Cleaning up the city is one of the focuses for GA Family Services Accountability and Responsibility Program.
On Thursday, members of the program painted the northbound side of the viaduct along Foote Avenue near Jamestown High School. The program also has beautified the end of Fourth Street by the Landmark Restaurant and Rexel, and cut down weeds along Winsor Street. Billy Torres, GA Family Services group facilitator, said there are three students in the program, which combines counseling and community services.
"We're painting the viaduct to get the graffiti off of it; trying to make it look nice," he said. "Kids walk here every day to school. The less they see of this stuff the better."
From left, Daniel Vera and Joshua Jacoby paint the viaduct along Foote Avenue as part of GA Family Services Accountability and Responsibility Program. The program is to help youths through counseling and community service.
P-J photo by Dennis Phillips
Torres said the Accountability and Responsibility Program is for at-risk youths to inspire positive thinking and a sense of pride in their community through their cleanup work. Torres said the program, which runs for eight weeks, is part of the Love My Neighborhood Project.
"The kids have been upbeat and eager to work," he said. "They have been really helpful."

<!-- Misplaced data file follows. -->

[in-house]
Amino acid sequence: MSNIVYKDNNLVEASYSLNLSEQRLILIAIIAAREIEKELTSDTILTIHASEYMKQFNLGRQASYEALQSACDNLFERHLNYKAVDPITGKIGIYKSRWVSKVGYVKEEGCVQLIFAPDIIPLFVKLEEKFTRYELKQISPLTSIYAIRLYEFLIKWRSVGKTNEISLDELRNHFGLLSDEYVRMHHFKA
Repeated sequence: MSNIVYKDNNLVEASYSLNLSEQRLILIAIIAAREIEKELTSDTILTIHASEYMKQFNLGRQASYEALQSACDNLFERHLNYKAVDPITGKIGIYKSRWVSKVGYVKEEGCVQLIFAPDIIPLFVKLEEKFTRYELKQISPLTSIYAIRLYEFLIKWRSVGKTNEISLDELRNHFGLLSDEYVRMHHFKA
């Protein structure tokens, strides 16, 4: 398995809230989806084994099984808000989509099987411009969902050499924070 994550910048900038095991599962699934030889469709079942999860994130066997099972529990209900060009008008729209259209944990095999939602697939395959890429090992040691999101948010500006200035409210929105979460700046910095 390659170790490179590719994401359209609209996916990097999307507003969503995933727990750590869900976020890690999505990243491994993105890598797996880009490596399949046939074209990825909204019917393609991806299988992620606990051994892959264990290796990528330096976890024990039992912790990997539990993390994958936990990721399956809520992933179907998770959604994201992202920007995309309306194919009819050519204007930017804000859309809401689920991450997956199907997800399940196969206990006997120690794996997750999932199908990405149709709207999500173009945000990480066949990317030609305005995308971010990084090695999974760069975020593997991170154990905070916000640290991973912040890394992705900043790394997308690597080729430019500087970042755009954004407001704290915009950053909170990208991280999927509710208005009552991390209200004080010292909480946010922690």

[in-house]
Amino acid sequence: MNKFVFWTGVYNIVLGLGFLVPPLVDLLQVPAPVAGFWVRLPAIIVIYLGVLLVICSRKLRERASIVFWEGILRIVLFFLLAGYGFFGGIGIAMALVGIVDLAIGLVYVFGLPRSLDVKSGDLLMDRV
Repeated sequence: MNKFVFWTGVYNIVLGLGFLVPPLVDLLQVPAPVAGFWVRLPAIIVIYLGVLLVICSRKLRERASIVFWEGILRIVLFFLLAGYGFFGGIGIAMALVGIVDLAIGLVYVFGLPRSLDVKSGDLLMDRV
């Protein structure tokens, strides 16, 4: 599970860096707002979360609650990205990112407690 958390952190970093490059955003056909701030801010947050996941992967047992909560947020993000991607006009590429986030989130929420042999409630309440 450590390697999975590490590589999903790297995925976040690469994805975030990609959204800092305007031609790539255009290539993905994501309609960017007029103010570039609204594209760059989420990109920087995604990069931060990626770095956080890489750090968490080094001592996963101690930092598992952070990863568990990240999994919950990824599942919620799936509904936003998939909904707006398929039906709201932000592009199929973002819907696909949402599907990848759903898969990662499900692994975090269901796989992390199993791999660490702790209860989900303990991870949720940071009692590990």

Torres said future projects include painting the southbound side of the Foote Avenue viaduct. Also, Torres said there will be other projects done throughout the city in the coming months.
Karl Wiggins, GA Family Services vice president, said the funding for the program originally came from the state Department of Health and Human Services. However, he said the contract with the state has ended, but Chautauqua Tapestry has bridged the gap in funding until a new contract can be finalized with state officials.
"This is a preventive program. It is to reduce the number of youth at risk of placement out of home," he said. "It gives them a chance to give back to their community. It gives them an opportunity to give back to understand how their behavior can impact the community."
Wiggins said if the program continues to grow, the program could expand into northern Chautauqua County.